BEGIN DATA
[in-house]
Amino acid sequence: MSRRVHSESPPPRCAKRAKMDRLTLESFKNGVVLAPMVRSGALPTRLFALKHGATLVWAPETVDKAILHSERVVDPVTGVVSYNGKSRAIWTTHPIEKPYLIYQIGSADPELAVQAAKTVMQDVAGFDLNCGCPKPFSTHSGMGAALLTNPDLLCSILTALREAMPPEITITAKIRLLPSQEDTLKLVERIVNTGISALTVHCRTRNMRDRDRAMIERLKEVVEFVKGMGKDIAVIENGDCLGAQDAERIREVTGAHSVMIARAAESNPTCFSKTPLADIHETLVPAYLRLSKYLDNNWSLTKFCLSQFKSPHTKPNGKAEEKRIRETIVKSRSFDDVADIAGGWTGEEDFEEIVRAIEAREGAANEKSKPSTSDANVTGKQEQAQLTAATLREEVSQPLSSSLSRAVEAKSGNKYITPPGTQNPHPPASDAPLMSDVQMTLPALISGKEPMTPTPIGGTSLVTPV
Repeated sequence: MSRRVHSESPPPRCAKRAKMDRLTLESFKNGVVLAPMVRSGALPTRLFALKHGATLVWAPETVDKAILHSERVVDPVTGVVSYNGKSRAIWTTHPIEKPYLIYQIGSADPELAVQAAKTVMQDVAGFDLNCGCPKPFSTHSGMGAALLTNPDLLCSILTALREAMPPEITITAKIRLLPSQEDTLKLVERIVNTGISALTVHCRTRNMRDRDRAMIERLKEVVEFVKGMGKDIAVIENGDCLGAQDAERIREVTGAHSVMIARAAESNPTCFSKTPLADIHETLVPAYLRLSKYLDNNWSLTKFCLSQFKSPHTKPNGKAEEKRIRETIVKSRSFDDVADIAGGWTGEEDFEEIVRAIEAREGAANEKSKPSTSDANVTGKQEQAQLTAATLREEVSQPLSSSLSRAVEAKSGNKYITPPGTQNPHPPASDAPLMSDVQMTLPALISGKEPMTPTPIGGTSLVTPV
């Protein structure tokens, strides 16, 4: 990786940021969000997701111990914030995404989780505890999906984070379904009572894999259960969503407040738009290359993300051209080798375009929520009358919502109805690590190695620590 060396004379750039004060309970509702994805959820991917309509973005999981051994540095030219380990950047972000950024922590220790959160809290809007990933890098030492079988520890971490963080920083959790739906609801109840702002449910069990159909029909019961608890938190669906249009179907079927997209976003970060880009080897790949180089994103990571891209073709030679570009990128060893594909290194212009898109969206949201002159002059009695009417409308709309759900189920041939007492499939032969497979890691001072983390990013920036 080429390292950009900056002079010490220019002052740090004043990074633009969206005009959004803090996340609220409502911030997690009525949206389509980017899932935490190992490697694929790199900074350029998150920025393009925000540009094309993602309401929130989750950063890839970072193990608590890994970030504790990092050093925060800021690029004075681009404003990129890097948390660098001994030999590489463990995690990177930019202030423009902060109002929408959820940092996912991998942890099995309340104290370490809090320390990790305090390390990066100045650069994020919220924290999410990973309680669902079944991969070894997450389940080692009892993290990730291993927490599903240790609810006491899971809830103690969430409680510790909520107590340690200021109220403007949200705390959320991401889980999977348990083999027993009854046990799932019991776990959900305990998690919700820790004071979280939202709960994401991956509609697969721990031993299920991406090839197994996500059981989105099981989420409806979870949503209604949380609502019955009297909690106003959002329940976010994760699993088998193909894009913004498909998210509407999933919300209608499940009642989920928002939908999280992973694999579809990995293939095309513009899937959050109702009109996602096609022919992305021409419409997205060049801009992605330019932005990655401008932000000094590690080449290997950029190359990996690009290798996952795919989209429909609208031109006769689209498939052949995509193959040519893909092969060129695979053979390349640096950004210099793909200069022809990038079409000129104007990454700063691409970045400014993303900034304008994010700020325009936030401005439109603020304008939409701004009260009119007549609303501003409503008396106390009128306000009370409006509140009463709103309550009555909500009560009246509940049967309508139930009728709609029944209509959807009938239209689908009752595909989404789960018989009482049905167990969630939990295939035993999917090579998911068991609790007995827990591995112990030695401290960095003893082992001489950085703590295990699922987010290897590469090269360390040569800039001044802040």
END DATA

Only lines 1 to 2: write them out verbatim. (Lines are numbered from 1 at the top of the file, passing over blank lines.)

[in-house]
Amino acid sequence: MSRRVHSESPPPRCAKRAKMDRLTLESFKNGVVLAPMVRSGALPTRLFALKHGATLVWAPETVDKAILHSERVVDPVTGVVSYNGKSRAIWTTHPIEKPYLIYQIGSADPELAVQAAKTVMQDVAGFDLNCGCPKPFSTHSGMGAALLTNPDLLCSILTALREAMPPEITITAKIRLLPSQEDTLKLVERIVNTGISALTVHCRTRNMRDRDRAMIERLKEVVEFVKGMGKDIAVIENGDCLGAQDAERIREVTGAHSVMIARAAESNPTCFSKTPLADIHETLVPAYLRLSKYLDNNWSLTKFCLSQFKSPHTKPNGKAEEKRIRETIVKSRSFDDVADIAGGWTGEEDFEEIVRAIEAREGAANEKSKPSTSDANVTGKQEQAQLTAATLREEVSQPLSSSLSRAVEAKSGNKYITPPGTQNPHPPASDAPLMSDVQMTLPALISGKEPMTPTPIGGTSLVTPV